With the hand of nature trained on a beaker of chemical fluid, the most delicate flower structures have been formed in a Harvard laboratory—and not at the scale of inches, but microns. Radcliffe Advisor Joanna Aizenberg, an expert in biologically inspired materials science, biomineralization, and self-assembly, is the principal investigator for this research.
Harvard Magazine features the ART production of the Pirates of Penzance. Director Sean Graney, who will be a fellow at the Radcliffe Institute in 2013–2014, conceived and directed the new production and will likely do more work in collaboration with the ART during his fellowship year at Harvard.
Harvard Magazine article features Radcliffe Institute 2013-14 fellows and the Harvard faculty members chosen to be fellows.
Harvard Gazette announces 2013–2014 Radcliffe Institute fellows to engage in science of toys, comedy of tragedies, design of destruction, and more.
Radcliffe fellow Tsitsi Jaji is fascinated by what songs can teach literary specialists about how to read poetry. She calls art songs—vocal compositions typically arranged for one voice with piano accompaniment—"the perfect texts to explore the dynamic relationship between music and poetry in my new Radcliffe project."
A performance by Quetzal, the Grammy Award-winning East Los Angeles band, kicked off "Crossing Borders: Immigration and Gender in the Americas," a two-day conference at Radcliffe.
Publicly, Krauss is well known for making science cooler than science fiction in his book The Physics of Star Trek. But scientifically, Krauss is better known for asking the ultimate question: why is there something rather than nothing? During his lecture at Radcliffe, "the universe," Krauss answers, "sprang from nothing."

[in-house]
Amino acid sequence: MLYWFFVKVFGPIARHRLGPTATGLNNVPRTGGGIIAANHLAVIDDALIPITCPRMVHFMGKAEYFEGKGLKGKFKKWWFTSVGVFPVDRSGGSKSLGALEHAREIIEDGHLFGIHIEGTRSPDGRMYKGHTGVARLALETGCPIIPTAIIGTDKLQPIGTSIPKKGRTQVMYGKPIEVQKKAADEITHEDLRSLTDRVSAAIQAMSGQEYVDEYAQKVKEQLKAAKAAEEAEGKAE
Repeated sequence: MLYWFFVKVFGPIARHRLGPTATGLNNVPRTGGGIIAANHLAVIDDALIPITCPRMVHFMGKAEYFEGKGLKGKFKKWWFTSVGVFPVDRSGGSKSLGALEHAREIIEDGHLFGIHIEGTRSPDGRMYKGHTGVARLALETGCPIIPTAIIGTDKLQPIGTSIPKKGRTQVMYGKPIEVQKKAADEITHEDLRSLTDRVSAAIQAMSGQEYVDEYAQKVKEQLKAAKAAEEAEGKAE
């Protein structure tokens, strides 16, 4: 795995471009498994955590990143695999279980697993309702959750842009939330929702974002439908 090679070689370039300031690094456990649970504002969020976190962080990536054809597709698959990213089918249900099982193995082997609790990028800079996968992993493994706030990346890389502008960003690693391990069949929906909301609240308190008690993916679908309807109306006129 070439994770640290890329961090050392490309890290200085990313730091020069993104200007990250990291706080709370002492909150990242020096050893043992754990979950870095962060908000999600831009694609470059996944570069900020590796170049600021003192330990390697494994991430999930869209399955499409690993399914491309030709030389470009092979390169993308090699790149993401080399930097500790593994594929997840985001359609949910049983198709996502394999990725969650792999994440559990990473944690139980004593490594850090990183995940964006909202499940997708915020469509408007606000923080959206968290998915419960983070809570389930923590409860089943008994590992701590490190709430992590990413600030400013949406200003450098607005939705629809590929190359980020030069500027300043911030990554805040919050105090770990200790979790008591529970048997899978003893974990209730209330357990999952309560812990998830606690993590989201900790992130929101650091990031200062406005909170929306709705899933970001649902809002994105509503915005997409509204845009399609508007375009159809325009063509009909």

The Radcliffe Gymnasium was renamed the Knafel Center in honor of Sidney R. Knafel ’52, M.B.A. ’54, and in recognition of the center’s increasing role in promoting intellectual exchange across Harvard’s Schools and with the public.
Harvard Magazine breaking news reports that the Radcliffe Institute announced that the Radcliffe Gymnasium has been renamed the Knafel Center in honor of venture capitalist Sidney R. Knafel '52, M.B.A. '54, whose most recent gift—the $10.5-million Knafel Fund—will support Radcliffe programs.
Krauss, a noted theoretical physicist from Arizona State University, brought his brand of popular science to the Radcliffe Institute, addressing a crowd gathered for a talk that was often humorous despite dealing with subjects that can be dry and technical.